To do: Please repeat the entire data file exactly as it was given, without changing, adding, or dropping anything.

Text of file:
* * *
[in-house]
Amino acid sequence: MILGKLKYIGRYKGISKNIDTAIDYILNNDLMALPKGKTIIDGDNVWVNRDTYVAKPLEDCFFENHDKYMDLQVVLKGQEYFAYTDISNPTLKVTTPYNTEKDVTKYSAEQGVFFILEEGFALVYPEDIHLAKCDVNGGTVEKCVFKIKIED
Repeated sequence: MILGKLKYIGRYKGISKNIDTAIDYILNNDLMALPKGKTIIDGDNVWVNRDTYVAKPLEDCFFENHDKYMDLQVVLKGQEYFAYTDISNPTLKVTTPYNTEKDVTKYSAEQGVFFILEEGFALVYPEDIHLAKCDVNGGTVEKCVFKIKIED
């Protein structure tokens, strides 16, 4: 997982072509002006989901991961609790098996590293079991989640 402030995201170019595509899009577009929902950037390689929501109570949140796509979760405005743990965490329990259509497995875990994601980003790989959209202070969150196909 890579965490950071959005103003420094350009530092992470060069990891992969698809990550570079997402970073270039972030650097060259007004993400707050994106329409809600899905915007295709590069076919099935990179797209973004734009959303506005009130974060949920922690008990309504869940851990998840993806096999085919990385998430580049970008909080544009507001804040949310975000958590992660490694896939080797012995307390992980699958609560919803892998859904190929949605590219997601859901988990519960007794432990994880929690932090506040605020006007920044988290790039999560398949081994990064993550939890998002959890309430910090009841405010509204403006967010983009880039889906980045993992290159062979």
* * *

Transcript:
[in-house]
Amino acid sequence: MILGKLKYIGRYKGISKNIDTAIDYILNNDLMALPKGKTIIDGDNVWVNRDTYVAKPLEDCFFENHDKYMDLQVVLKGQEYFAYTDISNPTLKVTTPYNTEKDVTKYSAEQGVFFILEEGFALVYPEDIHLAKCDVNGGTVEKCVFKIKIED
Repeated sequence: MILGKLKYIGRYKGISKNIDTAIDYILNNDLMALPKGKTIIDGDNVWVNRDTYVAKPLEDCFFENHDKYMDLQVVLKGQEYFAYTDISNPTLKVTTPYNTEKDVTKYSAEQGVFFILEEGFALVYPEDIHLAKCDVNGGTVEKCVFKIKIED
């Protein structure tokens, strides 16, 4: 997982072509002006989901991961609790098996590293079991989640 402030995201170019595509899009577009929902950037390689929501109570949140796509979760405005743990965490329990259509497995875990994601980003790989959209202070969150196909 890579965490950071959005103003420094350009530092992470060069990891992969698809990550570079997402970073270039972030650097060259007004993400707050994106329409809600899905915007295709590069076919099935990179797209973004734009959303506005009130974060949920922690008990309504869940851990998840993806096999085919990385998430580049970008909080544009507001804040949310975000958590992660490694896939080797012995307390992980699958609560919803892998859904190929949605590219997601859901988990519960007794432990994880929690932090506040605020006007920044988290790039999560398949081994990064993550939890998002959890309430910090009841405010509204403006967010983009880039889906980045993992290159062979």